Monthly Archives: February 2019

Mrs. Dalloway and the Gift of Aging

Friday My wife Julia alerted me to a luminescent Atlantic article about women disappearing as they grow older. Although some regard this as a problem, author Akiko Busch draws on Virginia Woolf’s Mrs. Dalloway to show how women can turn it to their advantage. First, the apparent problem. When women are treated as objects, they […]

Posted in Le Guin (Ursula K), Woolf (Virginia) | Tagged , , , , , | Leave a comment

John Wilmot Sums Up Current GOP

Thursday One of the interchanges in Trump fixer Michael Cohen’s testimony before the House Investigation Committee yesterday jumped out at me because it had such an 18th century flavor to it. Kentucky Republican James Comer, seeking to undermine Cohen, challenged him with the following: Comer: “You called Trump a cheat. What would you call yourself?” […]

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Chaucer’s Friar and Abusive Clergy

Wednesday Like many, I had hopes that Pope Francis’s Vatican meeting on clergy sexual abuse would yield something substantial, and like many I have been disappointed. The pope, according to the New York Times, decided that the best way for the church to address the problem lay not in issuing an edict from Rome but […]

Posted in Chaucer (Geoffrey), Uncategorized | Tagged , , , , , | Leave a comment

Brexit or Never Let Me Go?

Tuesday I see there is a glimmer of hope in the United Kingdom (albeit a very tiny one) as Labor Party leader Jeremy Corbyn has dropped his opposition to a second referendum on Brexit, even though he himself supposedly wants out. This means that a possibility at least exists that Brits can reverse their catastrophic, […]

Posted in Ishiguro (Kazuo) | Tagged , , , , , , | Leave a comment

Caution against Purity Policing

Monday One of my conservative readers wrote me recently asking me how I felt about leftist insistence that Virginia governor Ralph Northam resign for having posted a racist picture in his medical school yearbook years ago. After all, hasn’t Northam lived a fairly exemplary life since then? The reader also sent me a Quillette article […]

Posted in Behn (Aphra), Fielding (Henry), Shakespeare (William) | Tagged , , , , , , | Leave a comment

C. S. Lewis: Literature as Theology

Spiritual Sunday I write today about a fascinating talk I heard in our church’s Adult Forum this past Sunday. Dr. Rob MacSwain, editor of The Cambridge Companion to C. S. Lewis, talked about Lewis’s special contribution to our understanding of God and Christianity. MacSwain, who teaches “Theology of Ethics” at Sewanee’s School of Theology, opened […]

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Dickens Anagrams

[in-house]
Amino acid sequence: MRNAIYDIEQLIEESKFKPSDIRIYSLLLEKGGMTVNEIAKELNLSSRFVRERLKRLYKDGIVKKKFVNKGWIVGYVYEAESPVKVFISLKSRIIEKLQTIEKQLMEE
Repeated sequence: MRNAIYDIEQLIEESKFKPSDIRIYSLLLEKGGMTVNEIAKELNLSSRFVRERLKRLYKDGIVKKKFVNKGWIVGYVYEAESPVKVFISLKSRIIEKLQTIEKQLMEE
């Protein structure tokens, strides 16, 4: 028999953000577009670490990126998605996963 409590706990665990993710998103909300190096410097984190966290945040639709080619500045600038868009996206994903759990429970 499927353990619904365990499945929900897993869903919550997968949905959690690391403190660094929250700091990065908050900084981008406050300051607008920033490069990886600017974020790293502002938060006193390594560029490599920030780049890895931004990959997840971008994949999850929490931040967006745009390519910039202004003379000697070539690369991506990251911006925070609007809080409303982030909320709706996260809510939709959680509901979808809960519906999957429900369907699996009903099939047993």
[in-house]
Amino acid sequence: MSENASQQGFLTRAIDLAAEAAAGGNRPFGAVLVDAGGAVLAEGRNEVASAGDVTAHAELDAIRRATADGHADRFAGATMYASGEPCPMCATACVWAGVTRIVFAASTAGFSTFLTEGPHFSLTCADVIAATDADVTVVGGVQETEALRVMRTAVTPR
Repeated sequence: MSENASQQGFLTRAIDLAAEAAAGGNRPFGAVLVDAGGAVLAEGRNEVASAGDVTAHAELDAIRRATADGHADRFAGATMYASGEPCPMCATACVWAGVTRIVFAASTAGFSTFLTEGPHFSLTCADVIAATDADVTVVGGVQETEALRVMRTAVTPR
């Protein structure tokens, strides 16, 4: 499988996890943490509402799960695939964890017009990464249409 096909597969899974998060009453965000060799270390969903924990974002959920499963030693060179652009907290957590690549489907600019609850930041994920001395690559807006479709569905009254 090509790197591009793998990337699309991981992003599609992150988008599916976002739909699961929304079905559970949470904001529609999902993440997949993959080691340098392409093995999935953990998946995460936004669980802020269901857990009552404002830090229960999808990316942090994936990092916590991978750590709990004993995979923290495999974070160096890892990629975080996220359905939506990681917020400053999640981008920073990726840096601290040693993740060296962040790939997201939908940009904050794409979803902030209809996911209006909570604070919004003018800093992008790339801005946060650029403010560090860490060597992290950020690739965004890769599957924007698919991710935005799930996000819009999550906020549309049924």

Friday For a change of pace, I offer up some title anagrams, generated by one Ross Daniel Bullen, who tweeted them out recently in honor of Charles Dickens’s birthday. I got all but one but must admit to semi-cheating. I’m familiar with all of his novels (with the exception of Dombey and Son) so I plugged the novels […]

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Fantasy Keeps Dreams Alive

Thursday In Monday’s and Tuesday’s posts (see here and here), I laid out the outlines of my first “Wizards and Enchantresses” class, which I’m currently teaching as part of Sewanee’s Lifelong Learning Program. The first class I devoted to Merlin, the second will focus on Morgan Le Fay, the third will take up Shakespeare’s Prospero, […]

Posted in Tennyson (Alfred Lord), Tolkien (J. R. R.), Twain (Mark), White (T. H.) | Tagged , , , , , , , , , , , | Leave a comment

My Brief Flirtation with Lyndon LaRouche

Wednesday Here’s a story that most people missed but that registered with me: Lyndon LaRouche died last week at 97. I was never a “LaRouchie,” but for a few months as a graduate student I took his ideas seriously. That’s until I discovered he was a fanatic. I learned about LaRouche from a friend who […]

Posted in Aristotle, Plato | Tagged , , , , , | Leave a comment


  • Literature is as vital to our lives as food and shelter. Stories and poems help us work through the challenges we face, from everyday irritations to loneliness, heartache, and death. Literature is meant to mix it up with life. This website explores how it does so.

    Please feel free to e-mail me [rrbates (at) smcm (dot) edu]. I would be honored to hear your thoughts and questions about literature.

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